Tales of elderly relatives of migrant workers from the other 4 continents turning up for their heart by-pass operations on the NHS are FINALLY due to be brought to an end with the announcement from the government that migrants from outside the EU will have to have private health insurance. This is long overdue and a welcome common-sense decision from the Home Secretary, reported front page in today’s Mail. Our only concern is the exemption for A&E. Whereas we would not want to deny treatment to someone involved in a traumatic accident, experience tells us that many migrants from outside and inside the EU use A&E as a one-stop-shop for their healthcare needs. Their logic can’t be faulted – they have a guaranteed appointment with a ‘proper’ doctor within 4 hours!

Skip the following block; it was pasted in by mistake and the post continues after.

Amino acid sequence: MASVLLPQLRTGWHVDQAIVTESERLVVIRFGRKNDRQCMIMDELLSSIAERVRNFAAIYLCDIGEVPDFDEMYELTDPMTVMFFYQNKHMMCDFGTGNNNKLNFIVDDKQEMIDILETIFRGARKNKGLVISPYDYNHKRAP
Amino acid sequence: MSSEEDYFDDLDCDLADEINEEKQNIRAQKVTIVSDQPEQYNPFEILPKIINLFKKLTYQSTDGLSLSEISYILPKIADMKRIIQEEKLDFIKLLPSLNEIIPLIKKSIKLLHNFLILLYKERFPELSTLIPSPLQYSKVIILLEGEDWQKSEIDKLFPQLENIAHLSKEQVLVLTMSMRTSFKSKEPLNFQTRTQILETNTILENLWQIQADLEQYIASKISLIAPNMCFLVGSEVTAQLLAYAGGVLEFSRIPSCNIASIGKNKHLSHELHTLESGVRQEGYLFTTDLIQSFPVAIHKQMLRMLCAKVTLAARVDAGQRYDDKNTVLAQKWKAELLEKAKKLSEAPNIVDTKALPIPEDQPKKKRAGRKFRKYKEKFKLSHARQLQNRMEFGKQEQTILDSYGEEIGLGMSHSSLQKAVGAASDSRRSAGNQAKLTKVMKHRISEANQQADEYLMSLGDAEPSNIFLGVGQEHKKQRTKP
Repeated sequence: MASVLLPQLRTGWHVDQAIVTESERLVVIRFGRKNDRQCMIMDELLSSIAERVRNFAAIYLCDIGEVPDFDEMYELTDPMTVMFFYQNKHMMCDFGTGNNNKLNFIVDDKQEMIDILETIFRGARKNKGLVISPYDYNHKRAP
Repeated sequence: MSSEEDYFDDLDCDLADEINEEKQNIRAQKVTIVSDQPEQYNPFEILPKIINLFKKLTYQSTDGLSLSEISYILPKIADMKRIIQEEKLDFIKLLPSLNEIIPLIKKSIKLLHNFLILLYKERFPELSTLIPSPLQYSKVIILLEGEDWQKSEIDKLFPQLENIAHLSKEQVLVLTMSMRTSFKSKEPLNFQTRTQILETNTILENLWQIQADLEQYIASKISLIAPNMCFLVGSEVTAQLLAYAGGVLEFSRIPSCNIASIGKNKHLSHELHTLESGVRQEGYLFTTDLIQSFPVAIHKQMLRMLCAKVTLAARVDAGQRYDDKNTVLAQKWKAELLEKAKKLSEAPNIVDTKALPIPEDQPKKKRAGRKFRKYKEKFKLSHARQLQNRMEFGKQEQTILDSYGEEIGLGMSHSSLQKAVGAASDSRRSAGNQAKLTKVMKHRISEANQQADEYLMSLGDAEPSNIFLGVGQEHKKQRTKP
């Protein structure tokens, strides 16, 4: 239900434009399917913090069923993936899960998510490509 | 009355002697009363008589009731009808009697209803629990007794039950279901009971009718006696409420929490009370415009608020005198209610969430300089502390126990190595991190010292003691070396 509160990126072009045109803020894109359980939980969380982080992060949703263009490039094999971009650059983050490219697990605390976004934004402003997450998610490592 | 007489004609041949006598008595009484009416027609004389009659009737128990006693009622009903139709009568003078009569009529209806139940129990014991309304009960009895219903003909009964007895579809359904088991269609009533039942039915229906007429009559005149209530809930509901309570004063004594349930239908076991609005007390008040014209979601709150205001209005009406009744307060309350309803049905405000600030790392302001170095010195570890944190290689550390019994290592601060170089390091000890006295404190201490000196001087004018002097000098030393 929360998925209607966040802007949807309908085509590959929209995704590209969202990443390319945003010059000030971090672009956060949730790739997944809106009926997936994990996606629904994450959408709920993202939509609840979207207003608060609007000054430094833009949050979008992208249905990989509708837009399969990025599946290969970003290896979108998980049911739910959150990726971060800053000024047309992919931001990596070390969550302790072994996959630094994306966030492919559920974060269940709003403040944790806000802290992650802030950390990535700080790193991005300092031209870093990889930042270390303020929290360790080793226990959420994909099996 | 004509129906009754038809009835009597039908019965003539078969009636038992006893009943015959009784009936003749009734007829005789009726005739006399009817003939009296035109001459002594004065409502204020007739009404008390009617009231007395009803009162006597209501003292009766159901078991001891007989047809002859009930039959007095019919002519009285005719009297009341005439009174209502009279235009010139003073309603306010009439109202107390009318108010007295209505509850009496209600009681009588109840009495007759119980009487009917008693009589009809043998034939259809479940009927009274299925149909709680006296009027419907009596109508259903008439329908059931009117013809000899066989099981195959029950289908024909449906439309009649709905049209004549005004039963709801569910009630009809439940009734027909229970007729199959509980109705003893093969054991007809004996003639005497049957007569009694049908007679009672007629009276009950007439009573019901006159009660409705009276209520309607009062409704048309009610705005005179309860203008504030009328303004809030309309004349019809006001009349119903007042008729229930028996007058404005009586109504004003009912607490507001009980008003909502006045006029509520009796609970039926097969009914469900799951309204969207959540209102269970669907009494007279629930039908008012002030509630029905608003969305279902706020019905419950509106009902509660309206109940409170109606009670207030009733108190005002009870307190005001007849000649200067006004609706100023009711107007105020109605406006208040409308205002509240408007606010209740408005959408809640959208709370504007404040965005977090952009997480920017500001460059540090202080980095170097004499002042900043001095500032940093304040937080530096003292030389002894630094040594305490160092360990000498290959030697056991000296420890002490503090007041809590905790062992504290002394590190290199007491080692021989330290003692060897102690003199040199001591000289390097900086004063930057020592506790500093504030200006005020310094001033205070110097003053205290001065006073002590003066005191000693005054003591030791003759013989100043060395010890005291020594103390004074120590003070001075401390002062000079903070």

And in the EU meantime, we still need to sort out cross-border payments (DH is on to this). There is currently a draft directive before the Council of the European Union aiming to clarify patient’s rights to care. However, history has shown that health tourism is a significant cost to the NHS because personal and national bills remain unpaid – although the estimates of £200m don’t seem to have an evidence base. However there are enough anecdotal stories to demonstrate that there is a significant problem. It seems to me that this mess is another reason to get electronic patient records sorted so patient care, treatment and payments can be tracked much more efficiently!